Sunday, April 29, 2012

The Elephant's Child

Calling Kokytos a "city" is actually pretty generous. It's more like a collection of buildings. When people reached the coast, they found plenty of abandoned buildings to use (just don't ask about the former inhabitants or where all that red slush came from). As more people arrived, they set up a couple of buildings -- buildings that were already connected, so that nobody would have to venture outside that much. There are about six hundred people in Kokytos.

Jed is a second-generation Kokytosian (Kokytian? Kokian? whatever). He was only two when they brought him here, which was about thirteen years ago. He's the son of one of the first families to settle here. And yet, it seems we only talk when we're assigned as Buddies.

(Oh yeah: we have a Buddy System in place. Nobody goes anywhere without having a Buddy. Just like when you were a kid and you had to learn how to swim, so they gave you a buddy that already knew, so you wouldn't drown. Except then they got fed up with you and just decided to toss you into the deep end and see how long you could hold your breath - which, by the way, was four minutes.)

"Mom wouldn't let me go outside for a supplies run," he told me, sounding distinctly similar to Luke Skywalker saying that he wanted to go to Tosche station to pick up some power converters. "She says it's not safe, even in a group. The Cold Boy could get me."

I nod sagely, as if I agree with his mother.

"She says the Cold Boy is the Devil," he said. "And that he's making the world into his Hell."

"Who am I to disagree with someone's mother?" I said.

"But my friends said that he's, like, the manifestation of someone's fears."

"Another viable option," I said.

"What fear?" he asked. Normally, I could get by on conversations with Jed with a few nods and short sentences, but this was different. He wanted to know. And who was I to deny him that information?

"The fear of being cold," I told him. "Cold and cut off and lonely. That's why he takes you when you're alone."

"Lonely?" Jed looked over all the plants in the Grow Room, gazing at the black, withered plants with curiosity. "If he only targets the lonely, then why has this all happened?"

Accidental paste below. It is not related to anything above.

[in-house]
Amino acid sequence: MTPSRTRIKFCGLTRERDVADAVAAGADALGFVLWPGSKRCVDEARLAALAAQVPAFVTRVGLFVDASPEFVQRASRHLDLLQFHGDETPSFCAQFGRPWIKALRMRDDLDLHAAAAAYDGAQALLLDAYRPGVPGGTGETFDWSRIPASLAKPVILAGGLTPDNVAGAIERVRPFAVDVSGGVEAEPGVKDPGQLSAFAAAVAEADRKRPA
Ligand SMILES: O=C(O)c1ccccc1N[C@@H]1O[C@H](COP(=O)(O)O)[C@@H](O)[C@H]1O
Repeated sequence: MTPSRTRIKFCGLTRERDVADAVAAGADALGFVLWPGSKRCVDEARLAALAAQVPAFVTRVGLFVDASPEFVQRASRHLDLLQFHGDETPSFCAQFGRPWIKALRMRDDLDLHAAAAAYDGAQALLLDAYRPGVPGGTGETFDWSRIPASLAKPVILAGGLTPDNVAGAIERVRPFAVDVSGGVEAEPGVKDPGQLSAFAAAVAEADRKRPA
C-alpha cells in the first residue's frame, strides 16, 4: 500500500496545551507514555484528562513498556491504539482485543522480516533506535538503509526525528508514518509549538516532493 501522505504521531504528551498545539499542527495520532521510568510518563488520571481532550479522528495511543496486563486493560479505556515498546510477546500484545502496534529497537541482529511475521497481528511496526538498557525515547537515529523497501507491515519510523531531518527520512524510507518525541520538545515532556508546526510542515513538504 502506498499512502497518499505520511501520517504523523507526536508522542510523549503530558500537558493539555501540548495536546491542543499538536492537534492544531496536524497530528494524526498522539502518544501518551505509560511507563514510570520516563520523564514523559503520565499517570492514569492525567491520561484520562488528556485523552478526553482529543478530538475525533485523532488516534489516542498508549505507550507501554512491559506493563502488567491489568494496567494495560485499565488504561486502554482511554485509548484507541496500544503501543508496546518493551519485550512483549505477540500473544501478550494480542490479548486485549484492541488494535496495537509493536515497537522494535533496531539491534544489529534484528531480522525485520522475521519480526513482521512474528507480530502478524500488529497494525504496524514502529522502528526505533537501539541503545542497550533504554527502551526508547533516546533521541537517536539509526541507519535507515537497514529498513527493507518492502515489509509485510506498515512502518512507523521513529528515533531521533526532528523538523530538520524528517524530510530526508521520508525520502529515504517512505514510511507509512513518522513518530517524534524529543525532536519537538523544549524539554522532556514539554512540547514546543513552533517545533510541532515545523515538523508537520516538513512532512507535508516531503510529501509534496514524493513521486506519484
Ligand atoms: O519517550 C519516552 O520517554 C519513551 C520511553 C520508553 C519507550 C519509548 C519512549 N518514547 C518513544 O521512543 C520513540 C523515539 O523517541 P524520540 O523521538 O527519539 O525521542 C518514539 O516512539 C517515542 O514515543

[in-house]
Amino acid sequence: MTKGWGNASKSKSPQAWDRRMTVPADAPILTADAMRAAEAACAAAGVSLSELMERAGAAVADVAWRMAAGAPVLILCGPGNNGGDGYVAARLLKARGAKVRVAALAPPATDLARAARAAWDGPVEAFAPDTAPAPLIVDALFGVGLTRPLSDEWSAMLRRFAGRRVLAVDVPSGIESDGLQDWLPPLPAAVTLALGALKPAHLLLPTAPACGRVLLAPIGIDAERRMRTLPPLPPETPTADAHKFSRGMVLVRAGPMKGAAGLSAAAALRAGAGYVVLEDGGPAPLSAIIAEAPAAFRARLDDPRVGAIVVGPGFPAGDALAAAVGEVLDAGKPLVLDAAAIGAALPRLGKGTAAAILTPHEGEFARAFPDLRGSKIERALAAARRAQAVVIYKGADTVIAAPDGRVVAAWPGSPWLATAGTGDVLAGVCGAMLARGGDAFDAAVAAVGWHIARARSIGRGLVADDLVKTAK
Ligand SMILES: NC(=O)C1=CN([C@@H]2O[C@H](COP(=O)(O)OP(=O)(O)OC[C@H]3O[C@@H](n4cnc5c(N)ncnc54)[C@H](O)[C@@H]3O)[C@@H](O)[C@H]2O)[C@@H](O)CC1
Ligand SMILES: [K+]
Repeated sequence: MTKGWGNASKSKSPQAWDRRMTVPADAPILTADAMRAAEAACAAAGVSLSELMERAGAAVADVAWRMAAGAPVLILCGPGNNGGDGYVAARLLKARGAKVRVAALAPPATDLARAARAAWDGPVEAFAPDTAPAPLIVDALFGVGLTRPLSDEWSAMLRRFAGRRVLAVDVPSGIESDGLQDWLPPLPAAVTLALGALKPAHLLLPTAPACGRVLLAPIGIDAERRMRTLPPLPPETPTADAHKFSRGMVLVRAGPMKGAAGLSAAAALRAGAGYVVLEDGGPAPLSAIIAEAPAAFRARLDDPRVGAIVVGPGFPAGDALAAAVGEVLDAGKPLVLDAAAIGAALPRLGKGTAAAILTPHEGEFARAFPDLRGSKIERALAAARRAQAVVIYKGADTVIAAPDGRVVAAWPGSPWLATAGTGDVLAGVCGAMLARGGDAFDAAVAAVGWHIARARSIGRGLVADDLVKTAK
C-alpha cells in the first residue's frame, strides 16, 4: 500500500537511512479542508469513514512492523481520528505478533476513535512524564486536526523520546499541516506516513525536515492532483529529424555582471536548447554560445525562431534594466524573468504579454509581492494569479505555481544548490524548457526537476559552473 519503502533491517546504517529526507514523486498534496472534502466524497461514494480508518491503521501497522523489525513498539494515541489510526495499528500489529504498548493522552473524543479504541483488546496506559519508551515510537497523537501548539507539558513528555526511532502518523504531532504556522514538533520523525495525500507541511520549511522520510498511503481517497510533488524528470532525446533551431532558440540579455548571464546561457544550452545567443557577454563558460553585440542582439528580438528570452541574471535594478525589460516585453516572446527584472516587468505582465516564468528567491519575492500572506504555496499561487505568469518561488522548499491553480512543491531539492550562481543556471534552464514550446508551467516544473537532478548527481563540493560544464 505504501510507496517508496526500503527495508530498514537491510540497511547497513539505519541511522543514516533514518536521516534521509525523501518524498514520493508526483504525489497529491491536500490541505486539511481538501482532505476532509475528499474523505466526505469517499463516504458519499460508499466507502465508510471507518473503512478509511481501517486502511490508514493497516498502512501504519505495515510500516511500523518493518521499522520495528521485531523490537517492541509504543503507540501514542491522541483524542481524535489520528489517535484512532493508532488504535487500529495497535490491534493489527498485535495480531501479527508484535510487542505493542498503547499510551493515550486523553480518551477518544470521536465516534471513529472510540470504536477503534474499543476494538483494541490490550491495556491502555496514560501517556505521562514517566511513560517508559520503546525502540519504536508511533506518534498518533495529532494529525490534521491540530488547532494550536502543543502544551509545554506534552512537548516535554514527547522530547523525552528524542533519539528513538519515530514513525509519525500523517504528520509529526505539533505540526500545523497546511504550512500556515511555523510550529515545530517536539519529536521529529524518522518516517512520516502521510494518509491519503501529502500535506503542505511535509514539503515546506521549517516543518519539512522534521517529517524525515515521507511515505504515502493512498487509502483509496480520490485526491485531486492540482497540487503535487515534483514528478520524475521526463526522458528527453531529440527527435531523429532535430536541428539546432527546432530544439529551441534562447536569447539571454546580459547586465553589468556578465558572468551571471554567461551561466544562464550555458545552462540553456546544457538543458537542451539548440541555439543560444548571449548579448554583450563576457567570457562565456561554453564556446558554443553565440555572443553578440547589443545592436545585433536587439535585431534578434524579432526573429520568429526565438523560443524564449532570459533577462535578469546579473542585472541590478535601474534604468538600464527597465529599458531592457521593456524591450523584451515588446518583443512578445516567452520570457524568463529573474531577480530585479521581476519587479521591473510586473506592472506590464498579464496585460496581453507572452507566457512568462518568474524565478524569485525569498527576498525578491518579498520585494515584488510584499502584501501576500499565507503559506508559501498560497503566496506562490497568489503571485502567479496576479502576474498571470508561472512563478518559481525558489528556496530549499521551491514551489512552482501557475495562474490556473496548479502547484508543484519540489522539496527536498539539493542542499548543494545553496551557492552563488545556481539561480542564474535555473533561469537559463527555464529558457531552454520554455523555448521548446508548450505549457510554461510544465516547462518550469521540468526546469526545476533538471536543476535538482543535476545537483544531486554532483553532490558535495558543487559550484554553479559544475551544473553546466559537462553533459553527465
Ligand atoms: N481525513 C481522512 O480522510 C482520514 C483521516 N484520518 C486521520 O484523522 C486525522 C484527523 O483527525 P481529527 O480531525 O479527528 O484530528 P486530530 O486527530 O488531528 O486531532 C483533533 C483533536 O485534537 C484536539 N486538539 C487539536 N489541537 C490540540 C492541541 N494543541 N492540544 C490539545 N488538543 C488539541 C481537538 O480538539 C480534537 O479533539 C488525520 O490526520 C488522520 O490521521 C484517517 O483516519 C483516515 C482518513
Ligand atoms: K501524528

"I don't know," I said. "Maybe he doesn't need to target the lonely. Maybe we got it all wrong. Or maybe it's not just people who can get lonely. Maybe the Earth itself was lonely."

"Oh," he said thoughtfully. "Okay."

Saturday, April 28, 2012


I live in the city of Kokytos. In Greek, it means "the river of wailing" or "lamentation." In Dante's Inferno, it was depicted as a frozen lake in the middle of Hell, where Satan himself was stuck. This should illustrate how optimistic the people here are about their situation. (My own recommendation of "Coldtown" was thoroughly disregarded.)

Right now, I'm on Grow Room duty. That's right: we have our own Grow Rooms - except, instead of pot, like they would normally make, we're growing food. And, holy crap, it's hot in here. We're using high-intensity discharge lamps and they make the room into a land of summer. It feels wonderful.

Everyone wants Grow Room duty. Outside the Grow Rooms, it's basically freezing. You have to wear a jacket in the hallways. No power for heaters -- all extra electricity is routed to the Grow Rooms. Food is more important than heat. After all, we're warm blooded creatures, we can survive the cold. We can't survive starvation.

It won't last, though. The Grow Rooms have been steadily decreasing in the amount of food they provide. Soon, there won't be enough to feed everybody here. They say it has to do with the variation of seeds that they plant -- but that's bullshit.

The cold's creeping inside. It's getting into the Grow Rooms. I can see it now. Some of the plants have withered. It might be months or even years, but the cold will take it all. And we'll be left with nothing except each other. It'll be a big Donner party, then.

I seem flippant about this, don't I? The loss of food, turning to cannibalism to avoid starvation, everything. Well, I am. What else is there to be? Super serious? That won't change anything. That won't bring Agnes back. The problems of us little people don't amount to a hill of beans in this crazy world.

Speaking of beans, I tried to convince the Grow Committee to let us grow some coffee beans, but they said that wasn't a priority. Priority, my ass. I miss coffee. I think that's why they called this place "lamentation" - because I am seriously lamenting not having coffee right now.

The World in Winter

I remember. I remember writing and running. I remember being young and hopeful and running towards the future.

I am an old man now. The world has changed on me. It has changed on all of us.

Winter has come. The last winter, I suppose, though I use "last" to refer to the last humans will experience - there will probably be many more winters for the cockroaches and the mountains and the planet Earth. But not for humans.

Because this winter is different. It's an old winter - it's a winter caused by Him. The Boy. (Is it silly that I still call him a boy, even though I know he absolutely isn't one? That's what she called him and I suppose I still call him that out of respect to her.) It spread across the world and covered everything in a layer of ice.

I don't know why He has done this. Perhaps He became bored with same old, same old (and, in that respect, we are alike). Ours is not to reason why, I guess. Ours is simply to last as long as we can before the cold takes us. I suppose this record is my last will and testament, although the only thing I will be leaving behind is...well, this journal.

I suppose it's time I introduced myself, then.

Hello, my name is Tav Lowe. Welcome to the end of the world.